The TRC, which operated between 2006 and 2009, in its report details evidence of various types of gross human rights violations, war and economic crimes.

He then called for the establishment of a war crimes tribunal – as the 14-year civil war has resulted in widespread human rights abuses such as massacres, rape and other forms of sexual violence, summary executions, mutilation, torture and the use of child soldiers.

Eight leaders of different warring factions, including Senator Prince Y. Johnson of Nimba County and Representative George Boley of Grand Gedeh County, along with 21 others, have been recommended for prosecution for war and economic crimes along with 19 corporations , institutions and state actors.

The TRC report also called for 52 people to be re-sanctioned and banned from holding public office. However, since the TRC report was submitted in 2009, the administrations of former President Ellen Johnson Sirleaf and current President George Manneh Weah have shown no willingness to establish a war crimes tribunal for coping with the legacy of the country’s 14-year civil war, which killed an estimated 250,000 people.

Judicial authorities in the United States, Belgium, France, Finland, Switzerland, and the United Kingdom have prosecuted criminal cases related to Liberia’s civil wars in recent years, often spurred by civil society efforts.


Critics of the court have argued that his absence is a move to safeguard the country’s constitution and peace. They also cited challenges that would often arise if such a tribunal were created.

These challenges include the protection and support of witnesses and victims, the safety of judges and staff, ensuring fair judicial proceedings, and educating local people about the court.

This criticism then fueled the decision of the Liberian Senate a year ago to call on President George Weah to set up a transitional justice commission to determine whether the commissioners of the TRC were respecting the mandate, as the meeting opposite face to face with the perpetrators. and other offenses and their respective victims in light of allegations by some former warlords that the TRC never contacted them.

The Senate had argued that the Commission, once established, will examine the effect of the August 2003 Act of the Legislature, which granted blanket amnesty to all participants in the civil crisis, a major obstacle to prosecution against the warlords.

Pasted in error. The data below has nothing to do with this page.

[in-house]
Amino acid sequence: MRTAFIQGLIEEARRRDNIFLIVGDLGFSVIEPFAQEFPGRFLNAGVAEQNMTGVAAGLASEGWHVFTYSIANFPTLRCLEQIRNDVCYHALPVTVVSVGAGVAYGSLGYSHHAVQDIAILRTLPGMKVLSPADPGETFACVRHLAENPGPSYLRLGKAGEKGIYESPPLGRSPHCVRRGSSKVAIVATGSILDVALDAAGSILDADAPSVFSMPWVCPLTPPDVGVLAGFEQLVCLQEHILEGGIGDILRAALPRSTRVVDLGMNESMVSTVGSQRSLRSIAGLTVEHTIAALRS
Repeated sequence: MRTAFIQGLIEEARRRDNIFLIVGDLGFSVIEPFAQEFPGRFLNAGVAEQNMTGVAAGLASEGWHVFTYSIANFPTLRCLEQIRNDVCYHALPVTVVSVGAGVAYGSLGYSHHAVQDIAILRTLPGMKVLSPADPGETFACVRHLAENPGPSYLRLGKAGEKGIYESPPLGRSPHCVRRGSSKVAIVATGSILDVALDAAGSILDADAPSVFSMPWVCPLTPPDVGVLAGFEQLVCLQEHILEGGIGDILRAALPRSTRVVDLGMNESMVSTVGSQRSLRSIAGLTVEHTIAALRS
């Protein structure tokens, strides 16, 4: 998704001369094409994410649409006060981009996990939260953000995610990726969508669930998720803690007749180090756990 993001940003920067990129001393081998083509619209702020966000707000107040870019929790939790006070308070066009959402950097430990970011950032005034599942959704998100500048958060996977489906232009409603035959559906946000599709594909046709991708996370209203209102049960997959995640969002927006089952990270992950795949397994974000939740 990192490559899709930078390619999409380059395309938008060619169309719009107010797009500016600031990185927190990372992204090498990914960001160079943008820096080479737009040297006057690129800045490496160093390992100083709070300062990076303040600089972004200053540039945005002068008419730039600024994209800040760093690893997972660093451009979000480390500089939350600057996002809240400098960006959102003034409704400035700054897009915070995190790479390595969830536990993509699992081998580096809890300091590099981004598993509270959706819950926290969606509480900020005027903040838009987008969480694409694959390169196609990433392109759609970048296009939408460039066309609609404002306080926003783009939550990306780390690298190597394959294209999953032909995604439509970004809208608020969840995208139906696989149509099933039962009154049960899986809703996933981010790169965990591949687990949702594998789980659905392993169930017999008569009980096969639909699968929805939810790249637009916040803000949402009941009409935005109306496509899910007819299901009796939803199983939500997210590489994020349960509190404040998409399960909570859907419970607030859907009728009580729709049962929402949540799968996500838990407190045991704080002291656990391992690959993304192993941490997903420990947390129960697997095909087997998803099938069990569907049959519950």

However, the Commission has not yet been created.

Schaack disagrees

But Schaack disagreed with the criticisms against the TRC. According to her, the TRC report contains strong and important recommendations that are helpful in addressing the legacy of war crimes and atrocities in the country.

The US envoy noted that although there was no accountability in Liberia on the criminal or civil side, the TRC report must be implemented in order to hold those accountable for the abuses.

“You can think of justice broadly: it can be criminal justice for those who were directly involved and caused so much harm. Participating in a war is not necessarily a crime in itself, but it is the architect of violence. They are the most culpable. You can also include restorative justice which can help rehabilitate victims and perpetrators of physical injuries or psychological conditions. Some might involve apologies,” she said.

“You have come a long way as a country, but you haven’t implemented anything yet. We will meet with the Legislative and the Executive to find out why the delay in setting up a tribunal to try cases of war crimes and crimes against humanity.

Meanwhile, Schaack noted that when justice exists and is applied appropriately, corruption is minimized and development is achieved, “roads can be built and children can have access to quality education and a good health system can be achieved”.